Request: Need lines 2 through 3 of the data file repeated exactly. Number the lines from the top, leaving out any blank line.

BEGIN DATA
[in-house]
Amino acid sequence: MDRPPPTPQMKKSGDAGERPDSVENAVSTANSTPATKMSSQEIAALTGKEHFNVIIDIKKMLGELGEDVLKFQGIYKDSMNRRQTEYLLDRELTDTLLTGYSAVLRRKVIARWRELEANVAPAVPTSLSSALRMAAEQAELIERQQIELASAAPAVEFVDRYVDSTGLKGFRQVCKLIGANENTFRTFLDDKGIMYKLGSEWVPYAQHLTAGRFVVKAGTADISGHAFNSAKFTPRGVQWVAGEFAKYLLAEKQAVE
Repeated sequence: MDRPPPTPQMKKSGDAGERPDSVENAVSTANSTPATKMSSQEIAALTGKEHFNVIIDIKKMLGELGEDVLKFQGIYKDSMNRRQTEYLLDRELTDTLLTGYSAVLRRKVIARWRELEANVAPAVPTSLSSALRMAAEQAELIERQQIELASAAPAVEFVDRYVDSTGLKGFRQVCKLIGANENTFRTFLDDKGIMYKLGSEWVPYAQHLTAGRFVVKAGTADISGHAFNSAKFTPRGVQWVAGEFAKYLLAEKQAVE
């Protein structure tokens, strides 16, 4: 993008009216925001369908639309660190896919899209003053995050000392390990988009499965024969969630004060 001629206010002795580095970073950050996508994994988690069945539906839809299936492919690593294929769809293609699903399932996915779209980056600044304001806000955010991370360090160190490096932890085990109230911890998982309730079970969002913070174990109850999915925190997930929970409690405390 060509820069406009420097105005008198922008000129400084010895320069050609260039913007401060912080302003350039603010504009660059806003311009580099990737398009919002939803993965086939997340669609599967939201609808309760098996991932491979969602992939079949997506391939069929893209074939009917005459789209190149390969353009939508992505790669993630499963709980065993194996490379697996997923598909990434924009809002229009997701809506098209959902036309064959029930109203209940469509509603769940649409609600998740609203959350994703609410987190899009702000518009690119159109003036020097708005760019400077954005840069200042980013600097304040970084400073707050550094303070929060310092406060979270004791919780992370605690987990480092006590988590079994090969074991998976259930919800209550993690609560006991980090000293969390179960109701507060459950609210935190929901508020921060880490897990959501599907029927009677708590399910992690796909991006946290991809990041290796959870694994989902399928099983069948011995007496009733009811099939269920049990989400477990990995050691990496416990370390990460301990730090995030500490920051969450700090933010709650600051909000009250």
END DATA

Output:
Amino acid sequence: MDRPPPTPQMKKSGDAGERPDSVENAVSTANSTPATKMSSQEIAALTGKEHFNVIIDIKKMLGELGEDVLKFQGIYKDSMNRRQTEYLLDRELTDTLLTGYSAVLRRKVIARWRELEANVAPAVPTSLSSALRMAAEQAELIERQQIELASAAPAVEFVDRYVDSTGLKGFRQVCKLIGANENTFRTFLDDKGIMYKLGSEWVPYAQHLTAGRFVVKAGTADISGHAFNSAKFTPRGVQWVAGEFAKYLLAEKQAVE
Repeated sequence: MDRPPPTPQMKKSGDAGERPDSVENAVSTANSTPATKMSSQEIAALTGKEHFNVIIDIKKMLGELGEDVLKFQGIYKDSMNRRQTEYLLDRELTDTLLTGYSAVLRRKVIARWRELEANVAPAVPTSLSSALRMAAEQAELIERQQIELASAAPAVEFVDRYVDSTGLKGFRQVCKLIGANENTFRTFLDDKGIMYKLGSEWVPYAQHLTAGRFVVKAGTADISGHAFNSAKFTPRGVQWVAGEFAKYLLAEKQAVE